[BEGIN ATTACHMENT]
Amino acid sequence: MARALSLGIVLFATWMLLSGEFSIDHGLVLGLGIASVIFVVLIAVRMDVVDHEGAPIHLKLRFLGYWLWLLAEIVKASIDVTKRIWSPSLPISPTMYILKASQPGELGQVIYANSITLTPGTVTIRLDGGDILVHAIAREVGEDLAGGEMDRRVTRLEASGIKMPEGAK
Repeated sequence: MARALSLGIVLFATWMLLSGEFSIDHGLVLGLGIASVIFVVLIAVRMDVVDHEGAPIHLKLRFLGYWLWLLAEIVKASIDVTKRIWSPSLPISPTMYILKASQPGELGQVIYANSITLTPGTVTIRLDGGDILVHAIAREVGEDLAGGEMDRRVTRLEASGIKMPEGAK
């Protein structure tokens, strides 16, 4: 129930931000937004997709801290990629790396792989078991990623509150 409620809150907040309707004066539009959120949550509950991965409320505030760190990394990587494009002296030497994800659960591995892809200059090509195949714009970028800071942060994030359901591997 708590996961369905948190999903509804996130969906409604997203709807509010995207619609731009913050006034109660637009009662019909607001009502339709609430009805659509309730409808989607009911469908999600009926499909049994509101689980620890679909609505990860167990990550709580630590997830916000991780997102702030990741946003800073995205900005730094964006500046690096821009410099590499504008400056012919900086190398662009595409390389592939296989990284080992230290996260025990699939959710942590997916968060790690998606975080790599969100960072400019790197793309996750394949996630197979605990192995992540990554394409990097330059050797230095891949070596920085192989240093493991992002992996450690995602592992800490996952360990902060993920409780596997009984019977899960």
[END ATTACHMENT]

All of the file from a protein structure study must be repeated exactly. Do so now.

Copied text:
Amino acid sequence: MARALSLGIVLFATWMLLSGEFSIDHGLVLGLGIASVIFVVLIAVRMDVVDHEGAPIHLKLRFLGYWLWLLAEIVKASIDVTKRIWSPSLPISPTMYILKASQPGELGQVIYANSITLTPGTVTIRLDGGDILVHAIAREVGEDLAGGEMDRRVTRLEASGIKMPEGAK
Repeated sequence: MARALSLGIVLFATWMLLSGEFSIDHGLVLGLGIASVIFVVLIAVRMDVVDHEGAPIHLKLRFLGYWLWLLAEIVKASIDVTKRIWSPSLPISPTMYILKASQPGELGQVIYANSITLTPGTVTIRLDGGDILVHAIAREVGEDLAGGEMDRRVTRLEASGIKMPEGAK
């Protein structure tokens, strides 16, 4: 129930931000937004997709801290990629790396792989078991990623509150 409620809150907040309707004066539009959120949550509950991965409320505030760190990394990587494009002296030497994800659960591995892809200059090509195949714009970028800071942060994030359901591997 708590996961369905948190999903509804996130969906409604997203709807509010995207619609731009913050006034109660637009009662019909607001009502339709609430009805659509309730409808989607009911469908999600009926499909049994509101689980620890679909609505990860167990990550709580630590997830916000991780997102702030990741946003800073995205900005730094964006500046690096821009410099590499504008400056012919900086190398662009595409390389592939296989990284080992230290996260025990699939959710942590997916968060790690998606975080790599969100960072400019790197793309996750394949996630197979605990192995992540990554394409990097330059050797230095891949070596920085192989240093493991992002992996450690995602592992800490996952360990902060993920409780596997009984019977899960």